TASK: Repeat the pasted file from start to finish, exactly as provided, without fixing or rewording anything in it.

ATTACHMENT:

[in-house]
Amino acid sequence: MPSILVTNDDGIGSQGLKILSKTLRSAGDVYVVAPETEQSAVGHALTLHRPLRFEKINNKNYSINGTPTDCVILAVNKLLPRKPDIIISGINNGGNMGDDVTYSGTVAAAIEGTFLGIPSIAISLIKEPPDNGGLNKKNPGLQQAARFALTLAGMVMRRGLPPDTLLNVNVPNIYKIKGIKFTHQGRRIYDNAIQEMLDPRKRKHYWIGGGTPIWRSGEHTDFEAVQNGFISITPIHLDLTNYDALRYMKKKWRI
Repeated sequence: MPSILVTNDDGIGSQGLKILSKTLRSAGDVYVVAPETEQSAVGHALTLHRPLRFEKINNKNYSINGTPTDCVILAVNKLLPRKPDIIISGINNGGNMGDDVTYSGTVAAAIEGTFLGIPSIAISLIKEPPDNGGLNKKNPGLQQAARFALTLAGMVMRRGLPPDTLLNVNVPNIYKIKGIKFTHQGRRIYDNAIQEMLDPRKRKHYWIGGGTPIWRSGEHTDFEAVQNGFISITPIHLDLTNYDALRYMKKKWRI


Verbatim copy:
[in-house]
Amino acid sequence: MPSILVTNDDGIGSQGLKILSKTLRSAGDVYVVAPETEQSAVGHALTLHRPLRFEKINNKNYSINGTPTDCVILAVNKLLPRKPDIIISGINNGGNMGDDVTYSGTVAAAIEGTFLGIPSIAISLIKEPPDNGGLNKKNPGLQQAARFALTLAGMVMRRGLPPDTLLNVNVPNIYKIKGIKFTHQGRRIYDNAIQEMLDPRKRKHYWIGGGTPIWRSGEHTDFEAVQNGFISITPIHLDLTNYDALRYMKKKWRI
Repeated sequence: MPSILVTNDDGIGSQGLKILSKTLRSAGDVYVVAPETEQSAVGHALTLHRPLRFEKINNKNYSINGTPTDCVILAVNKLLPRKPDIIISGINNGGNMGDDVTYSGTVAAAIEGTFLGIPSIAISLIKEPPDNGGLNKKNPGLQQAARFALTLAGMVMRRGLPPDTLLNVNVPNIYKIKGIKFTHQGRRIYDNAIQEMLDPRKRKHYWIGGGTPIWRSGEHTDFEAVQNGFISITPIHLDLTNYDALRYMKKKWRI